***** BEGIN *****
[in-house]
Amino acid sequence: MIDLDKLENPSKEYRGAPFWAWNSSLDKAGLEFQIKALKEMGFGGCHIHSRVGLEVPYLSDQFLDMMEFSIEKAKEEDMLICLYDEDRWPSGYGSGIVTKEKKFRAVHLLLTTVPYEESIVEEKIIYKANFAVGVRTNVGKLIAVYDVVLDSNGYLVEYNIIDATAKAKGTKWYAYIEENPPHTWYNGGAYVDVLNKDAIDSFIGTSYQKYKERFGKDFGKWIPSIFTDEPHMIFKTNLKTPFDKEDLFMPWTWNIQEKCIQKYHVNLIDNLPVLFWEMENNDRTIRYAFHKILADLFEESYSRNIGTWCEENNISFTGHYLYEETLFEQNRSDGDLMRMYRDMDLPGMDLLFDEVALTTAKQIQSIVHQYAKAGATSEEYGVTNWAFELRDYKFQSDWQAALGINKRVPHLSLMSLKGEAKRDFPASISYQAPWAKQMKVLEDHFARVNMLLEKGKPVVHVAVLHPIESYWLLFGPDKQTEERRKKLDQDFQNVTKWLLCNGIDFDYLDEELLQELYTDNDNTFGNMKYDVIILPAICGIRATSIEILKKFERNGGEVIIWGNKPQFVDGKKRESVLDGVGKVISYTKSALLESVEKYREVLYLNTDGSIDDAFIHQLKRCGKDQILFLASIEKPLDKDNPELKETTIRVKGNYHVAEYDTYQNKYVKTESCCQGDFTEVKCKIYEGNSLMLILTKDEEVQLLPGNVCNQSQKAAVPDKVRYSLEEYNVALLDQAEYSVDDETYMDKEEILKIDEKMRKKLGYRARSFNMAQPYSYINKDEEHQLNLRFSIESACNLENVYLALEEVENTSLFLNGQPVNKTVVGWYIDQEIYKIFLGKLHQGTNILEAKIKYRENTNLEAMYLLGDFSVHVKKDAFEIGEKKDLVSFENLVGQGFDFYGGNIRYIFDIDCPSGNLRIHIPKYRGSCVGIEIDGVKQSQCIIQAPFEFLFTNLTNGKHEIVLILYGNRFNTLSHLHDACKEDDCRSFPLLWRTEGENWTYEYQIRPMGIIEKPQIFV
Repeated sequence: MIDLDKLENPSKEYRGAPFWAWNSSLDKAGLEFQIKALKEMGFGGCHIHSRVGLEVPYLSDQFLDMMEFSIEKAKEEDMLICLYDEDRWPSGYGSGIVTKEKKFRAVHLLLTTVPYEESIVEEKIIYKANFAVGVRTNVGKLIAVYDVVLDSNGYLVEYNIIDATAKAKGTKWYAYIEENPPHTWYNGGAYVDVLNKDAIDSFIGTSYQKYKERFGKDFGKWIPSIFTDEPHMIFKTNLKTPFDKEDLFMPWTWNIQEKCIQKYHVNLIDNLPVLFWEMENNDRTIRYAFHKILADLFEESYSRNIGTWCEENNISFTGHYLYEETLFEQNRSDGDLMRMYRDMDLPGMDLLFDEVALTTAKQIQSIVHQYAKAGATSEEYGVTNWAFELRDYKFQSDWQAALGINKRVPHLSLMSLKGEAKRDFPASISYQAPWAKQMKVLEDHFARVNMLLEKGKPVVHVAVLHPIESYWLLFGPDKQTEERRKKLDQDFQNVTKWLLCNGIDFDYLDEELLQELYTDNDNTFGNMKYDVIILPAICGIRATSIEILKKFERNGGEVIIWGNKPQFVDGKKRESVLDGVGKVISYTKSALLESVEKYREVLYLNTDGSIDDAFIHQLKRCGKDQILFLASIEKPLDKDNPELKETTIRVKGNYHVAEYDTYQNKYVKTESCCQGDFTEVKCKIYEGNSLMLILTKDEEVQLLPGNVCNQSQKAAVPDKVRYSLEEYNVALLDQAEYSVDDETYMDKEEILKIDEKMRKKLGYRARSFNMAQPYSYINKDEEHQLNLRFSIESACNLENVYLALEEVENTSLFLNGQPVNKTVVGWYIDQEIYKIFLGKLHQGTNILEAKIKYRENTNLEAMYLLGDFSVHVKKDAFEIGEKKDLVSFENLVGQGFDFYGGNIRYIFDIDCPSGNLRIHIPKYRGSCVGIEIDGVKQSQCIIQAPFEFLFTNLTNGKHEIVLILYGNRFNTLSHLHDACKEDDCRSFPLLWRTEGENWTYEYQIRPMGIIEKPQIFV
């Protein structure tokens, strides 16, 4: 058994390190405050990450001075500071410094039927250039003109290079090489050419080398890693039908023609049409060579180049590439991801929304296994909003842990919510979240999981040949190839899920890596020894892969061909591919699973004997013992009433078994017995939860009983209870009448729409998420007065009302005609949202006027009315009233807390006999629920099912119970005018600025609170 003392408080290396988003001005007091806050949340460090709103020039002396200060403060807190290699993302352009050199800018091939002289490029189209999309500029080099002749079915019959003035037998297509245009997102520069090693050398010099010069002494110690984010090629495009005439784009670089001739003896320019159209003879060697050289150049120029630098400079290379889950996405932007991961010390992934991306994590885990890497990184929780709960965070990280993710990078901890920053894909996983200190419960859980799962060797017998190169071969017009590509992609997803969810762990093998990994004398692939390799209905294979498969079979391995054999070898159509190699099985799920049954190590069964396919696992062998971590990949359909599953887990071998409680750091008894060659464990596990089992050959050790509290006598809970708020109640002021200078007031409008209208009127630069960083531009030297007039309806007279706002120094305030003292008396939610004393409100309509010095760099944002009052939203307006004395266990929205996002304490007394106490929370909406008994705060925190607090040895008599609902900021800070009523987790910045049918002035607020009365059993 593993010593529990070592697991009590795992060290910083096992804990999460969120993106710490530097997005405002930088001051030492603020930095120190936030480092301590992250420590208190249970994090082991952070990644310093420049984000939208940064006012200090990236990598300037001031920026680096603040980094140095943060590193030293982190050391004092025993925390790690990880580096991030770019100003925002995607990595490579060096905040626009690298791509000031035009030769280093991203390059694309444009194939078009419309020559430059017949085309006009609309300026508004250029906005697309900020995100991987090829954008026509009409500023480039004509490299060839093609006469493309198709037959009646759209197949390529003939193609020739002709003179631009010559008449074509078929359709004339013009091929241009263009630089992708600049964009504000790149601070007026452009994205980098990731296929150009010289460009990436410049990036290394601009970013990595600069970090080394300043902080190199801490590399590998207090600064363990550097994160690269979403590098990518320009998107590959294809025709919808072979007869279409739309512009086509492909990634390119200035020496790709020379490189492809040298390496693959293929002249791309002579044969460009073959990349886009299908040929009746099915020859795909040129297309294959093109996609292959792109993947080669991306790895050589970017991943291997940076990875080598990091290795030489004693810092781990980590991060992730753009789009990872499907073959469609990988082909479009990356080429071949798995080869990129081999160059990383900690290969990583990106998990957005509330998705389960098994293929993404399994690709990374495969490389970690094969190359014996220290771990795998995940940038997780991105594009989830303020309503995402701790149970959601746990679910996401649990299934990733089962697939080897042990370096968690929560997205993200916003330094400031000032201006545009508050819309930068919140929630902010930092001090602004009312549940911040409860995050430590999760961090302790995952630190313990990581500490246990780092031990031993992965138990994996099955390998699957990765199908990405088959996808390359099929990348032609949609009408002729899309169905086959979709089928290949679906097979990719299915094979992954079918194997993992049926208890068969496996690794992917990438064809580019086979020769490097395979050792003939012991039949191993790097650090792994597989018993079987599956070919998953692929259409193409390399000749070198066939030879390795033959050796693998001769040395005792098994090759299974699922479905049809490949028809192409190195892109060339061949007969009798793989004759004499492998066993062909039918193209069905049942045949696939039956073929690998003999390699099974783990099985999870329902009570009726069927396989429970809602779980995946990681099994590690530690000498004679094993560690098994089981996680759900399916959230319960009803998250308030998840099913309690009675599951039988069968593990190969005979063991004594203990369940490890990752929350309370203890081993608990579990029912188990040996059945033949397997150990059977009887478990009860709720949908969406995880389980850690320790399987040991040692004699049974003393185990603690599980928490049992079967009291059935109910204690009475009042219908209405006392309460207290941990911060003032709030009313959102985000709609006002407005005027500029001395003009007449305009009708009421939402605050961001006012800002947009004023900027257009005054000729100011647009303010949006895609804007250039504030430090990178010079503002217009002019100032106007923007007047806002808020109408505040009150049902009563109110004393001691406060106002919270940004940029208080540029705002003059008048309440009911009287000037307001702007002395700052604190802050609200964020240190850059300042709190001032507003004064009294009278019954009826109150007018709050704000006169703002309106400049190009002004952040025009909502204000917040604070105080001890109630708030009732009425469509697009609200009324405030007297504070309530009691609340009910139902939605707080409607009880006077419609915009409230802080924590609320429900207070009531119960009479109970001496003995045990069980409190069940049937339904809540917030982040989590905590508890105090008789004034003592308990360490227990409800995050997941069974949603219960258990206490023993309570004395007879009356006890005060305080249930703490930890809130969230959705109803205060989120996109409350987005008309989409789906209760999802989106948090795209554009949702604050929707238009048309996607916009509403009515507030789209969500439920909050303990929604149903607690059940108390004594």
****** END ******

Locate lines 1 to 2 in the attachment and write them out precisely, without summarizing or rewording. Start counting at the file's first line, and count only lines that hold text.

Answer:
[in-house]
Amino acid sequence: MIDLDKLENPSKEYRGAPFWAWNSSLDKAGLEFQIKALKEMGFGGCHIHSRVGLEVPYLSDQFLDMMEFSIEKAKEEDMLICLYDEDRWPSGYGSGIVTKEKKFRAVHLLLTTVPYEESIVEEKIIYKANFAVGVRTNVGKLIAVYDVVLDSNGYLVEYNIIDATAKAKGTKWYAYIEENPPHTWYNGGAYVDVLNKDAIDSFIGTSYQKYKERFGKDFGKWIPSIFTDEPHMIFKTNLKTPFDKEDLFMPWTWNIQEKCIQKYHVNLIDNLPVLFWEMENNDRTIRYAFHKILADLFEESYSRNIGTWCEENNISFTGHYLYEETLFEQNRSDGDLMRMYRDMDLPGMDLLFDEVALTTAKQIQSIVHQYAKAGATSEEYGVTNWAFELRDYKFQSDWQAALGINKRVPHLSLMSLKGEAKRDFPASISYQAPWAKQMKVLEDHFARVNMLLEKGKPVVHVAVLHPIESYWLLFGPDKQTEERRKKLDQDFQNVTKWLLCNGIDFDYLDEELLQELYTDNDNTFGNMKYDVIILPAICGIRATSIEILKKFERNGGEVIIWGNKPQFVDGKKRESVLDGVGKVISYTKSALLESVEKYREVLYLNTDGSIDDAFIHQLKRCGKDQILFLASIEKPLDKDNPELKETTIRVKGNYHVAEYDTYQNKYVKTESCCQGDFTEVKCKIYEGNSLMLILTKDEEVQLLPGNVCNQSQKAAVPDKVRYSLEEYNVALLDQAEYSVDDETYMDKEEILKIDEKMRKKLGYRARSFNMAQPYSYINKDEEHQLNLRFSIESACNLENVYLALEEVENTSLFLNGQPVNKTVVGWYIDQEIYKIFLGKLHQGTNILEAKIKYRENTNLEAMYLLGDFSVHVKKDAFEIGEKKDLVSFENLVGQGFDFYGGNIRYIFDIDCPSGNLRIHIPKYRGSCVGIEIDGVKQSQCIIQAPFEFLFTNLTNGKHEIVLILYGNRFNTLSHLHDACKEDDCRSFPLLWRTEGENWTYEYQIRPMGIIEKPQIFV